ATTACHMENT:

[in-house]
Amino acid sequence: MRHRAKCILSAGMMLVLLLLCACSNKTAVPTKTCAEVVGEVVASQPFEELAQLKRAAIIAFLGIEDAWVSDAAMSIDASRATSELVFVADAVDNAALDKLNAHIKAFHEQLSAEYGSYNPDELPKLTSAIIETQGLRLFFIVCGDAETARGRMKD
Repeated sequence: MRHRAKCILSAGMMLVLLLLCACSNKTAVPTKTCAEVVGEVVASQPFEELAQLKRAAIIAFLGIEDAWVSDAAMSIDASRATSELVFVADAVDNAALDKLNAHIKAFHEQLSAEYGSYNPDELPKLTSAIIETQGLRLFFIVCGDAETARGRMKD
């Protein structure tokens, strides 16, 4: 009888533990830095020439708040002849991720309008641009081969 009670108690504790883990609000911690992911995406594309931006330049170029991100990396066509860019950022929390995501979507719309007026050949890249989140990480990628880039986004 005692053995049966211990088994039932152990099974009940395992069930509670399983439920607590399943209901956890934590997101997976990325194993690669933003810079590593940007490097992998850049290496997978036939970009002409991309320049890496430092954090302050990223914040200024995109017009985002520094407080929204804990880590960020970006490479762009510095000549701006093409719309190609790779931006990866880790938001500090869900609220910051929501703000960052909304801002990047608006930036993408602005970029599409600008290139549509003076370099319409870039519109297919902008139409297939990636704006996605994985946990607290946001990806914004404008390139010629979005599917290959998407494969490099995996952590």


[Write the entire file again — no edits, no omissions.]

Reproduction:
[in-house]
Amino acid sequence: MRHRAKCILSAGMMLVLLLLCACSNKTAVPTKTCAEVVGEVVASQPFEELAQLKRAAIIAFLGIEDAWVSDAAMSIDASRATSELVFVADAVDNAALDKLNAHIKAFHEQLSAEYGSYNPDELPKLTSAIIETQGLRLFFIVCGDAETARGRMKD
Repeated sequence: MRHRAKCILSAGMMLVLLLLCACSNKTAVPTKTCAEVVGEVVASQPFEELAQLKRAAIIAFLGIEDAWVSDAAMSIDASRATSELVFVADAVDNAALDKLNAHIKAFHEQLSAEYGSYNPDELPKLTSAIIETQGLRLFFIVCGDAETARGRMKD
């Protein structure tokens, strides 16, 4: 009888533990830095020439708040002849991720309008641009081969 009670108690504790883990609000911690992911995406594309931006330049170029991100990396066509860019950022929390995501979507719309007026050949890249989140990480990628880039986004 005692053995049966211990088994039932152990099974009940395992069930509670399983439920607590399943209901956890934590997101997976990325194993690669933003810079590593940007490097992998850049290496997978036939970009002409991309320049890496430092954090302050990223914040200024995109017009985002520094407080929204804990880590960020970006490479762009510095000549701006093409719309190609790779931006990866880790938001500090869900609220910051929501703000960052909304801002990047608006930036993408602005970029599409600008290139549509003076370099319409870039519109297919902008139409297939990636704006996605994985946990607290946001990806914004404008390139010629979005599917290959998407494969490099995996952590």